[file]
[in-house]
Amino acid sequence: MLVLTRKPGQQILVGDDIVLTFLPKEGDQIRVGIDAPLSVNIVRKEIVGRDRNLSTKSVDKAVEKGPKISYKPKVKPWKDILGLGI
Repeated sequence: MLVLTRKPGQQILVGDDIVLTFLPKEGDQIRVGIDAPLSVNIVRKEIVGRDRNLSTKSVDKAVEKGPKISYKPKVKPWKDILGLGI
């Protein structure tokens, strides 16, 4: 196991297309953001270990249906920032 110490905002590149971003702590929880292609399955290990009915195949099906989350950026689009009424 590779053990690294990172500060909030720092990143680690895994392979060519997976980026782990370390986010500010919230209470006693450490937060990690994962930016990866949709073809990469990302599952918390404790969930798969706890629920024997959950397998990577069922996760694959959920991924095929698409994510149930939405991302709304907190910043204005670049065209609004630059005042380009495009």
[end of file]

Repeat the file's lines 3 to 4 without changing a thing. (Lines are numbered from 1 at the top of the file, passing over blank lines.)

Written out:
Repeated sequence: MLVLTRKPGQQILVGDDIVLTFLPKEGDQIRVGIDAPLSVNIVRKEIVGRDRNLSTKSVDKAVEKGPKISYKPKVKPWKDILGLGI
């Protein structure tokens, strides 16, 4: 196991297309953001270990249906920032 110490905002590149971003702590929880292609399955290990009915195949099906989350950026689009009424 590779053990690294990172500060909030720092990143680690895994392979060519997976980026782990370390986010500010919230209470006693450490937060990690994962930016990866949709073809990469990302599952918390404790969930798969706890629920024997959950397998990577069922996760694959959920991924095929698409994510149930939405991302709304907190910043204005670049065209609004630059005042380009495009």